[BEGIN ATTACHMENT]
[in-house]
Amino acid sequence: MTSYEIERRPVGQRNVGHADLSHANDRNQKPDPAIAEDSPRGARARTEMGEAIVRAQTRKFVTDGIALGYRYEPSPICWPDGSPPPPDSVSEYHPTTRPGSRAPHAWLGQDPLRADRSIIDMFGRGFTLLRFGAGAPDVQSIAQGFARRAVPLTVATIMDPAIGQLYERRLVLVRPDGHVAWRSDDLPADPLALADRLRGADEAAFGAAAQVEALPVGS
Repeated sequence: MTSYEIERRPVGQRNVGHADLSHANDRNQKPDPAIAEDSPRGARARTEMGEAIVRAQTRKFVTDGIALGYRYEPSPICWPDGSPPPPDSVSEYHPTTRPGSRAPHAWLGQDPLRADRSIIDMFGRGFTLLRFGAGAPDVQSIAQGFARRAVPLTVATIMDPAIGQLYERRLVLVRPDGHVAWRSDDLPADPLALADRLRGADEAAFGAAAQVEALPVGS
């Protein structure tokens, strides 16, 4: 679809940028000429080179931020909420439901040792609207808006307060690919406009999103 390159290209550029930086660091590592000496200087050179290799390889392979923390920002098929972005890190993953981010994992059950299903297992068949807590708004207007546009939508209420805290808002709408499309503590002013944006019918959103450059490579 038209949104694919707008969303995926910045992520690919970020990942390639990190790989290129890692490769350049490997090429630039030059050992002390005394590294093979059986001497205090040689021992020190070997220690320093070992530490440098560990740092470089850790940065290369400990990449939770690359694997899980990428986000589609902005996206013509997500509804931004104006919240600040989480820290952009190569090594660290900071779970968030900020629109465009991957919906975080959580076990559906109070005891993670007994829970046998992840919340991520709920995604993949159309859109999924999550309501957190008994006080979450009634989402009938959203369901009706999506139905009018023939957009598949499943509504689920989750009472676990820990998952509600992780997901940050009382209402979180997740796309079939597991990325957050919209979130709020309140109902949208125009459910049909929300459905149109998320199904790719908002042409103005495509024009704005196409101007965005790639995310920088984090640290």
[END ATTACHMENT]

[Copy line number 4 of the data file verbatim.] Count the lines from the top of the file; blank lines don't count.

């Protein structure tokens, strides 16, 4: 679809940028000429080179931020909420439901040792609207808006307060690919406009999103 390159290209550029930086660091590592000496200087050179290799390889392979923390920002098929972005890190993953981010994992059950299903297992068949807590708004207007546009939508209420805290808002709408499309503590002013944006019918959103450059490579 038209949104694919707008969303995926910045992520690919970020990942390639990190790989290129890692490769350049490997090429630039030059050992002390005394590294093979059986001497205090040689021992020190070997220690320093070992530490440098560990740092470089850790940065290369400990990449939770690359694997899980990428986000589609902005996206013509997500509804931004104006919240600040989480820290952009190569090594660290900071779970968030900020629109465009991957919906975080959580076990559906109070005891993670007994829970046998992840919340991520709920995604993949159309859109999924999550309501957190008994006080979450009634989402009938959203369901009706999506139905009018023939957009598949499943509504689920989750009472676990820990998952509600992780997901940050009382209402979180997740796309079939597991990325957050919209979130709020309140109902949208125009459910049909929300459905149109998320199904790719908002042409103005495509024009704005196409101007965005790639995310920088984090640290």